As a Skin Therapist for many years, I get asked these questions all the time: "I have acne, what can I use?” or "How can I fix my acne?” and “Why won't my acne go away?”.
However, this is not a simple, straight forward answer. Hopefully I can help guide you through the answers and understand that issue better.
Why do we get Acne?
Acne is an inflammation of the hair follicle. This inflammation occurs when the pores of your skin become blocked with oil, dead skin, or bacteria. They can also occur due to an infection of the hair follicle and sebaceous gland.
How does the sebum get clogged?
Each pore of your skin is the opening to a follicle. The follicle is made up of a hair and a sebaceous (oil) gland that releases sebum, which travels up the hair, out of the pore, and onto your skin. The sebum keeps your skin lubricated and soft.
However, with an acne skin, the sebum is thick and tacky in consistency, like butter. Which is likely to cause blockage when moving from the oil gland through the narrow hair follicle to the skin's surface. Once the passage becomes blocked it is easy for infection to begin.
Acne bacteria is what causes breakouts. It is an anaerobic bacteria, which means it can not survive in an oxygenated environment. Hence, when there is a blockage, there is no oxygen getting to the pore and the bacteria thrives in this environment.
What does acne look like?
- Blackheads - They’re open at the surface of the skin, and become black because of oxygen in the air.
- Whiteheads - They’re closed and hard just under the surface of the skin, giving them a white appearance.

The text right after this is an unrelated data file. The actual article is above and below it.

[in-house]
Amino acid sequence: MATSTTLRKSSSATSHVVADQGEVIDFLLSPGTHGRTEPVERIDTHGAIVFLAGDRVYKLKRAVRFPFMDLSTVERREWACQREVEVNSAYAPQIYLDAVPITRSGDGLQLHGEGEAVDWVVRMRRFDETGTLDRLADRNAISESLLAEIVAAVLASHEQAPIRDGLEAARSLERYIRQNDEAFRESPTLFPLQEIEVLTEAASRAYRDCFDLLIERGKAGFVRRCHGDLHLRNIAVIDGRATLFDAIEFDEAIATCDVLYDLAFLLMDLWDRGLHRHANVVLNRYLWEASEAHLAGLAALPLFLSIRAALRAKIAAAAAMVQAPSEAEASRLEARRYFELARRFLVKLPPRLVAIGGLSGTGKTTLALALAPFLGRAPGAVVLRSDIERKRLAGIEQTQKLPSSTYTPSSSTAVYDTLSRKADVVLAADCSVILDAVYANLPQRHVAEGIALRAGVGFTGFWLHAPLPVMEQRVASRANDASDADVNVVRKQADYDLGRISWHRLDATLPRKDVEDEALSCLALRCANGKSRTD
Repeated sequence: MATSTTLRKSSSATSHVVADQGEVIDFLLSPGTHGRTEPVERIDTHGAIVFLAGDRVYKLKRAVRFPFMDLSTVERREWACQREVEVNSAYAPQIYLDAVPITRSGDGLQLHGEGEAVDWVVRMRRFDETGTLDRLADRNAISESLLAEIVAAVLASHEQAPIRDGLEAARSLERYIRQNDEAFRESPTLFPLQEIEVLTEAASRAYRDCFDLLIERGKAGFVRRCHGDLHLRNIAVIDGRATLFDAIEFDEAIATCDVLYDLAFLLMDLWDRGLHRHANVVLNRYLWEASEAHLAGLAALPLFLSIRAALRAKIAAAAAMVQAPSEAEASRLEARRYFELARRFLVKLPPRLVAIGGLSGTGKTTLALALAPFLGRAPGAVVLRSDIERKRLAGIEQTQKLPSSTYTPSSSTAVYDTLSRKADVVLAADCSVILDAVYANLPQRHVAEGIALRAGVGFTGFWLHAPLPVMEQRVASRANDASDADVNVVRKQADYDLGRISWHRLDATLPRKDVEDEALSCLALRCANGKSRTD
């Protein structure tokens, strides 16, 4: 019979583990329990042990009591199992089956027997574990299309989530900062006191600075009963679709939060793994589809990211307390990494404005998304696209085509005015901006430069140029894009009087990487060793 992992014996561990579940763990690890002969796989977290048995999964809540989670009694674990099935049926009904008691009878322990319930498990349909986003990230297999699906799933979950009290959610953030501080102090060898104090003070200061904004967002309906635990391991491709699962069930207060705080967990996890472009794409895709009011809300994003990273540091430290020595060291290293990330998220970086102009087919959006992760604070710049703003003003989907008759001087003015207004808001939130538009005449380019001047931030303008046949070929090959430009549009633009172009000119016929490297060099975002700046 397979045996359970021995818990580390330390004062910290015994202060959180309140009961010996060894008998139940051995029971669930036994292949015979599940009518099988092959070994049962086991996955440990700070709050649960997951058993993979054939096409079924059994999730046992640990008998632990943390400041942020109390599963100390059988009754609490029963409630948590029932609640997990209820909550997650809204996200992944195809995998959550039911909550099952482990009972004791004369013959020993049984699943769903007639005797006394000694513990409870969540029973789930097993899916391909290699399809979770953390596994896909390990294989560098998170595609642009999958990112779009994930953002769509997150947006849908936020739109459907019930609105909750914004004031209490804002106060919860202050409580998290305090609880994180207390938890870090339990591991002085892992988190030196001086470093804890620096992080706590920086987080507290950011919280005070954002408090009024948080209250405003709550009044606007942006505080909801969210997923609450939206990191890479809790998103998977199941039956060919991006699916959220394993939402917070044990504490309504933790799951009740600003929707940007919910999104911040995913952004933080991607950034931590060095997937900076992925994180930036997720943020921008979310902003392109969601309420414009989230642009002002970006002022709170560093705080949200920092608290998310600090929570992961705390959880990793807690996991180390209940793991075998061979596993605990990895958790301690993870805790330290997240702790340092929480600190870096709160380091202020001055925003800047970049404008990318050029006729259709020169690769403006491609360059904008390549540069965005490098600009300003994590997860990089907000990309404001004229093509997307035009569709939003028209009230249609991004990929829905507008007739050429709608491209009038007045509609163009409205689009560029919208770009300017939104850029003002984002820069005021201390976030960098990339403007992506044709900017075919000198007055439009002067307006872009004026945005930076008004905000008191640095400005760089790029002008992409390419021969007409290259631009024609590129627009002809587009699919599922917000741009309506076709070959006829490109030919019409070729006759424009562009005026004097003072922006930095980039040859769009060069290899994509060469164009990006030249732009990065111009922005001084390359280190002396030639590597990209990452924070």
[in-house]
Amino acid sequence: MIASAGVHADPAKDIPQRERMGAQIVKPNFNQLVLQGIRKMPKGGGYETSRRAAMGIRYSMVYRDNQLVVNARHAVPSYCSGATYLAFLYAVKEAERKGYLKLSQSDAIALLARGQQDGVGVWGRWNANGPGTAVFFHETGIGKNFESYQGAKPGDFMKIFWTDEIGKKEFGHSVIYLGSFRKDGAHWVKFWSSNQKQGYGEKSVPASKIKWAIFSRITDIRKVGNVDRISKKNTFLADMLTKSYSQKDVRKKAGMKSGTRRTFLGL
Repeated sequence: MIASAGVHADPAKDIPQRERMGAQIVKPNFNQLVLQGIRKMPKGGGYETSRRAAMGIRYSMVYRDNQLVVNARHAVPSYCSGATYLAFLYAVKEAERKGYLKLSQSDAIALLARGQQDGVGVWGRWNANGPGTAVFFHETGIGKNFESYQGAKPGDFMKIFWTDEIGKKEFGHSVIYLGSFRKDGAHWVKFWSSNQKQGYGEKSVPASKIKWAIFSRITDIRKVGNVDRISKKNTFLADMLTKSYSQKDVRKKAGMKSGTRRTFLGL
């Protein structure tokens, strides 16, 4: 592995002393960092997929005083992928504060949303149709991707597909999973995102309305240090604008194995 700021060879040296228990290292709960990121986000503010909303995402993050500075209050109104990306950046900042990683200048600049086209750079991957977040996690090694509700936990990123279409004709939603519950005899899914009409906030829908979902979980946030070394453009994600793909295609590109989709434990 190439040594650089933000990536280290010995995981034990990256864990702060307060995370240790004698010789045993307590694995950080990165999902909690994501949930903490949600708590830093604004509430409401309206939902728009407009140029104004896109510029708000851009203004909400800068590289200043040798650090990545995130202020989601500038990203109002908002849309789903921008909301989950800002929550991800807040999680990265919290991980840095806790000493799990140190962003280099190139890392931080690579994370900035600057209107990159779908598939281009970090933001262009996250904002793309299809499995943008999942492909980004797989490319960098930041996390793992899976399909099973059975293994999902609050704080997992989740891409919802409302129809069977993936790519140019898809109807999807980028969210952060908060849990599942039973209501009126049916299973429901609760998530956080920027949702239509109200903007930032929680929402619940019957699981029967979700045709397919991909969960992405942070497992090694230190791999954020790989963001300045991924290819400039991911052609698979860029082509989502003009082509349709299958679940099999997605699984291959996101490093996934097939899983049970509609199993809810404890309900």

- Papules - Small, red, raised bumps caused by inflamed or infected hair follicles.
- Pustules - Small red pimples with pus at their head, our immune response to a congestion
- Nodules - Solid, painful lumps deeper beneath the surface of your skin
- Cysts - Large lumps found beneath your skin containing pus and infection in the dermal tissues - they’re painful too.
What are the causes or triggers of acne?
- Genetics - Hereditary tendency to overproduce skin cells or sebum
- Hormonal changes - Puberty, escalation of testosterone, menstrual cycles, and additional health issues
- Lifestyle habits - Lifestyle factors, work environment, poor hygiene, environmental aggressions, change of season, climate and pollution
- Diet - High glycemic foods, dairy, and sugary drinks
- Gut health - Unhealthy microbiome
What ingredients and products are essential for acne-prone skins?
Salicylic Acid - This ingredient is highly regarded to combat acne due to its antibacterial and anti-inflammatory properties. Salicylic Acid is an oil-loving acid. It absorbs the oil from the hair follicle giving it a deep clean.